H.M. had a remarkable capacity for sustained attention, including the ability to retain information for a period of time after it was presented.
H.M. not only motivated the development of an animal model of human memory impairment and the subsequent delineation of the medial temporal lobe memory system
This demonstration provided the first hint that there was more than one kind of memory in the brain and suggested that some kinds of memory (motor skills) must lie outside the province of the medial temporal lobe
H.M. is probably the best known single patient in the history of neuroscience.
severe memory impairment, which resulted from experimental neurosurgery to control seizures
in 1953 at the age of 27 he had become so incapacitated by his seizures
Scoville offered H.M. an experimental procedure that he had carried out previously in psychotic patients,
was someone who forgot daily events nearly as fast as they occurred
underestimated his own age, apologized for forgetting the names of persons to whom he had just been introduced
publication became one of the most cited papers in neuroscience (nearly 2500 citations) and is still cited with high frequency.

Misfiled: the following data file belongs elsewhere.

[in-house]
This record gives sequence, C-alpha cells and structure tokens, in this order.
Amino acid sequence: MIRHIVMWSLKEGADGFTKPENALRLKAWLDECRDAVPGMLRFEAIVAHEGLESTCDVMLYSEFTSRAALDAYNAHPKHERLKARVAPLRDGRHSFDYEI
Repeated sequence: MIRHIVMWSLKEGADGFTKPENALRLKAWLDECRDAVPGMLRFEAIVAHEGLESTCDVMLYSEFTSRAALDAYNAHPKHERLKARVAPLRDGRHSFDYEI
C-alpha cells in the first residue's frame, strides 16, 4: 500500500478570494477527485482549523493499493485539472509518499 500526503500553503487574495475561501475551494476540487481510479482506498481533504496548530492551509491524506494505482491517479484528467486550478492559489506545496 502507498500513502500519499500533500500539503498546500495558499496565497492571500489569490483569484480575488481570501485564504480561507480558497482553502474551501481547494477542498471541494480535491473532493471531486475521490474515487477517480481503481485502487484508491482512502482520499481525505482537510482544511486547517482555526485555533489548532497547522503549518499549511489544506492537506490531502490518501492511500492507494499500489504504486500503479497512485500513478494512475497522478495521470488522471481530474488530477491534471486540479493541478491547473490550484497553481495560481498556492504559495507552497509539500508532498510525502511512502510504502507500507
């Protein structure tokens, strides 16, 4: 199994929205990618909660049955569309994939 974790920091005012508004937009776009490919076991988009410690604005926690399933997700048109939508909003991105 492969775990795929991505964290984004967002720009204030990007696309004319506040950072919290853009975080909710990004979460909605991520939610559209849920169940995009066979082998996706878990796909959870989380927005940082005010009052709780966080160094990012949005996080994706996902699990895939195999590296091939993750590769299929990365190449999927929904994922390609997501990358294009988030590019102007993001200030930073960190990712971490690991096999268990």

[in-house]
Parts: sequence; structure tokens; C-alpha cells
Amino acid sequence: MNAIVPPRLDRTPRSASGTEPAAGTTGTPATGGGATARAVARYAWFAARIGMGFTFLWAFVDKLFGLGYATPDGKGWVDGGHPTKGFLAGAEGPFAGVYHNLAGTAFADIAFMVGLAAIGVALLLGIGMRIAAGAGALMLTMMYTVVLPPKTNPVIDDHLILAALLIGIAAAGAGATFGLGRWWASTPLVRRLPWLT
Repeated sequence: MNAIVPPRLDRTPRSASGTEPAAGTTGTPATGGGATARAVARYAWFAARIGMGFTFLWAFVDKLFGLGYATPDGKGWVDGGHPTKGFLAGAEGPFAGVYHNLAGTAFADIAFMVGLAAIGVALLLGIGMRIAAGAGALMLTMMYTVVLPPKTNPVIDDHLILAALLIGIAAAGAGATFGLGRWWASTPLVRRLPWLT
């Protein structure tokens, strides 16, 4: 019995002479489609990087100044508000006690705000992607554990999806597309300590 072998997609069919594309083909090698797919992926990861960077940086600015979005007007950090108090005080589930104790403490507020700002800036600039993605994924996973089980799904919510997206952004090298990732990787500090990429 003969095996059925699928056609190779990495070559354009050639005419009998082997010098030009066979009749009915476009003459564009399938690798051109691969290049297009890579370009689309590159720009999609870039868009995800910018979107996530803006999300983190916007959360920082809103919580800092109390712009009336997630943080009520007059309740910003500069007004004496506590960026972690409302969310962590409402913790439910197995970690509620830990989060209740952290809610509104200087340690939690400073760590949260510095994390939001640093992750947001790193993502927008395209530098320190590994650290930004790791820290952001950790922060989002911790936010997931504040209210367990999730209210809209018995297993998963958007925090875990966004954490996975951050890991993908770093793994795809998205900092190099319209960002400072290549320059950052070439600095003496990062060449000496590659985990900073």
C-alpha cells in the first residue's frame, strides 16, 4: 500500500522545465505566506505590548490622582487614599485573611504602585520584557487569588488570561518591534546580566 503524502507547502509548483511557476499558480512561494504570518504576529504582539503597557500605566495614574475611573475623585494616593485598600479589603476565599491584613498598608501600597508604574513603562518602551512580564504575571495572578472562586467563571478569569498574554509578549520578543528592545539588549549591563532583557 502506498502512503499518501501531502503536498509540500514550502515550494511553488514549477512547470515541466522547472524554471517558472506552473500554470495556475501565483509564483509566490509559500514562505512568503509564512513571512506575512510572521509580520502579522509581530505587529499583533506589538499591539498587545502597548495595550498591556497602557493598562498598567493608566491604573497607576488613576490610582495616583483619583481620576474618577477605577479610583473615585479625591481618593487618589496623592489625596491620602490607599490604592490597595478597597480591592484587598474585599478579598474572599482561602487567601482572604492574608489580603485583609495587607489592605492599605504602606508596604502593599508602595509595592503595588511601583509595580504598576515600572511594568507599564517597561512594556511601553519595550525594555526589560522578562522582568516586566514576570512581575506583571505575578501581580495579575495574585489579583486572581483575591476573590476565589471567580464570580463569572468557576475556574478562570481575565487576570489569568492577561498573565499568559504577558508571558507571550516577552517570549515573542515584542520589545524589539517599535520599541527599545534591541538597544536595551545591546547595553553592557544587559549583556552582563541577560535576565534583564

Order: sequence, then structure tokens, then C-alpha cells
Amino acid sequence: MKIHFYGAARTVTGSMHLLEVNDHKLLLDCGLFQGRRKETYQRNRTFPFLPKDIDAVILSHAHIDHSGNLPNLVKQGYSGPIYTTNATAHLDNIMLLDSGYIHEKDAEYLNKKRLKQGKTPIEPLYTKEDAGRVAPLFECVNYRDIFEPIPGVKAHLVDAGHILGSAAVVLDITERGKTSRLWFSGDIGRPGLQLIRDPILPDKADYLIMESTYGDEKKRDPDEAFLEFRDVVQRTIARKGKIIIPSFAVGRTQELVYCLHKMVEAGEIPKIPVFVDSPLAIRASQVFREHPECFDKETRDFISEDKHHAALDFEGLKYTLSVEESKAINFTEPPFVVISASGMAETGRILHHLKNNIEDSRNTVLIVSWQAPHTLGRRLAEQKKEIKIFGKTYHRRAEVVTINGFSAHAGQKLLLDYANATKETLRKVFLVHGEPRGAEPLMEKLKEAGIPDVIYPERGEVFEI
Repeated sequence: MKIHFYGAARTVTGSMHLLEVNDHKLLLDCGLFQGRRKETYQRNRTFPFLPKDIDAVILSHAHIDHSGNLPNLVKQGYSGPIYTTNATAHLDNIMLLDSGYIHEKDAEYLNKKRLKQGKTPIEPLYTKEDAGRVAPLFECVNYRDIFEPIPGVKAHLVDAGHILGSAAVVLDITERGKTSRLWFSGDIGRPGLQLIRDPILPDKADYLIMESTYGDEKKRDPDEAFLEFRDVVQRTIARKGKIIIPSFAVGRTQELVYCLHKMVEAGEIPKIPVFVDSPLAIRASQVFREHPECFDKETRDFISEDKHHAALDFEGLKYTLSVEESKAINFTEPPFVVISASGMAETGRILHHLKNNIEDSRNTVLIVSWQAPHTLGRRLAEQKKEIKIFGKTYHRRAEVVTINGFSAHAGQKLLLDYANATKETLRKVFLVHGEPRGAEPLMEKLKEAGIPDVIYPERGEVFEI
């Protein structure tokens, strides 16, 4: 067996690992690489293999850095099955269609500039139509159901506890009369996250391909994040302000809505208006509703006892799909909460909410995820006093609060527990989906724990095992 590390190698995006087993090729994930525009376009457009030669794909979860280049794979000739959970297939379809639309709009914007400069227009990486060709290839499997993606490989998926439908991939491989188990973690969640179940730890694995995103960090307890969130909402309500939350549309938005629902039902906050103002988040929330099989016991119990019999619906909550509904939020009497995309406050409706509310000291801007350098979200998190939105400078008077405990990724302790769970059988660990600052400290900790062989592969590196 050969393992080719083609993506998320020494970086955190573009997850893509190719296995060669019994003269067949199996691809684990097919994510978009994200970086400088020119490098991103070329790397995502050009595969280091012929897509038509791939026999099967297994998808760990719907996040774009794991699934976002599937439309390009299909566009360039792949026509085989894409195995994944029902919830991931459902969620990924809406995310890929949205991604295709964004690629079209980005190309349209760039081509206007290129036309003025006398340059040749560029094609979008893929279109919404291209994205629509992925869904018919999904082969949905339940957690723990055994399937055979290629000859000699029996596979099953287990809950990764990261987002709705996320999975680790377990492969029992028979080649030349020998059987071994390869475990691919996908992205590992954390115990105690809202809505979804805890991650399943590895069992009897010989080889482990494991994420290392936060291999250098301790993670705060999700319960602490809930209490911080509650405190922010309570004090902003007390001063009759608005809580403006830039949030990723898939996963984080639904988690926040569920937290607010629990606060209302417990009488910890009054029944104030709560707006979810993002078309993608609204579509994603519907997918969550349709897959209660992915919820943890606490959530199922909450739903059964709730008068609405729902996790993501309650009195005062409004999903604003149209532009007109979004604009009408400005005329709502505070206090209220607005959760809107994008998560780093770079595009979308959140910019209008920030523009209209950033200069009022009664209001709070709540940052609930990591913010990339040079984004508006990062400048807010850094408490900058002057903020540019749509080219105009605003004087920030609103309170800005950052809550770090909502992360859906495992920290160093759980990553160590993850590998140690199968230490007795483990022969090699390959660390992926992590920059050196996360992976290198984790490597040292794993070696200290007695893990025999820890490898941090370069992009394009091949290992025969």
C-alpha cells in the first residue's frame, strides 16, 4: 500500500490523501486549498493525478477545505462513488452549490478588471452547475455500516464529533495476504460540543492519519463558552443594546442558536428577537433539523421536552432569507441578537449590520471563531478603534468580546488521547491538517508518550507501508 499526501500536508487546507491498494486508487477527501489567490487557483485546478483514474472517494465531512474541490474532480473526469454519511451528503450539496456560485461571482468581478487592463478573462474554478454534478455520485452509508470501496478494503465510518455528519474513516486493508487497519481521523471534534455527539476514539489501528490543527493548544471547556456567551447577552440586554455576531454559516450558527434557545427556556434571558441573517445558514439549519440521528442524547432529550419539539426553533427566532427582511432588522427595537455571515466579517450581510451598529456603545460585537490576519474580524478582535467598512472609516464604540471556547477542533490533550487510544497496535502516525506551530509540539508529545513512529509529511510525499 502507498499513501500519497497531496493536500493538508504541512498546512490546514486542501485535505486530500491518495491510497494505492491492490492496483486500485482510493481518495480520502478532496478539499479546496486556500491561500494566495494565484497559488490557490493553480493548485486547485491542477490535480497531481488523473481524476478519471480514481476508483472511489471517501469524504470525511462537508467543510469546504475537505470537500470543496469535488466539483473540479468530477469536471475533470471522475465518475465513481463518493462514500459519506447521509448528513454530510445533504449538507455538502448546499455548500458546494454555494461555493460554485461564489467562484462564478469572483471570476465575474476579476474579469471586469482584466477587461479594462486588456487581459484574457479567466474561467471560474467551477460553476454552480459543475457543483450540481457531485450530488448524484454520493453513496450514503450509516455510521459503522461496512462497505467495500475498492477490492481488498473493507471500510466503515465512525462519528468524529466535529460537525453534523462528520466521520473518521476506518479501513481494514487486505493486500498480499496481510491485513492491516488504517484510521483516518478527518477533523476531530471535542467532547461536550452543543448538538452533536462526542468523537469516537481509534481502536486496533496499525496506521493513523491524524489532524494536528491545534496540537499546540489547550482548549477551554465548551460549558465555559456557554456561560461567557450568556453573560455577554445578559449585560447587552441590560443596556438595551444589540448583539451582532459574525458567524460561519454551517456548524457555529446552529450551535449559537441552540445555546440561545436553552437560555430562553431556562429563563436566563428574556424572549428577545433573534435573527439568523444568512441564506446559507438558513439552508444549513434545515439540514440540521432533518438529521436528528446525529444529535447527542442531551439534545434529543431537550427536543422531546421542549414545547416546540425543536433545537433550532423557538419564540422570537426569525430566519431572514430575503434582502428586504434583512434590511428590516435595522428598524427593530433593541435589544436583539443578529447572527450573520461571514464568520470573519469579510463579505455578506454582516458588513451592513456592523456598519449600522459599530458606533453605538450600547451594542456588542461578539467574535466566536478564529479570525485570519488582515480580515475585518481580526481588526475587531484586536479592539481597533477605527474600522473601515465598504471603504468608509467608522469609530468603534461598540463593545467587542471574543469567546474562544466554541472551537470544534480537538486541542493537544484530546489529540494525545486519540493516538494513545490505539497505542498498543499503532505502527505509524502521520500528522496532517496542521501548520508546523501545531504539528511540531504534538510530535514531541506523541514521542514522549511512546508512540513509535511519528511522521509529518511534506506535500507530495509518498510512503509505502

It can be said that the early descriptions of H.M. inaugurated the modern era of memory research
The findings from H.M. established the fundamental principle that memory is a distinct cerebral function
structures within H.M.’s large lesion were important for understanding his impairment and, more broadly, what structures are important for memory
the study of H.M. also led to fundamental insights into the function of the medial temporal lobe and the larger matter of how memory is organized in the brain.
Yet when his attention was diverted to a new topic, he forgot the whole event.
material was not easy to rehearse (in the case of nonverbal stimuli like faces or designs), information slipped away in less than a minute
These findings supported a fundamental distinction between immediate memory and long-term memory
This important finding implied that the medial temporal lobe is not the ultimate storage site for previously acquired knowledge
identification of the multiple memory systems of the mammalian brain.
The early paper is sometimes cited incorrectly as evidence that the hippocampus is important for memory, but this particular point could not of course be established from a lesion that, by the surgeon’s description, included the hippocampus, amygdala, and the adjacent parahippocampal gyrus. As Milner subsequently wrote, “Despite the use of the word ‘hippocampal’ in the titles of my papers with Scoville and Penfield, I have never claimed that the memory loss was solely attributable to the hippocampal lesions” (Milner, 1998). Indeed, the original paper ends, quite appropriately, with the statement:
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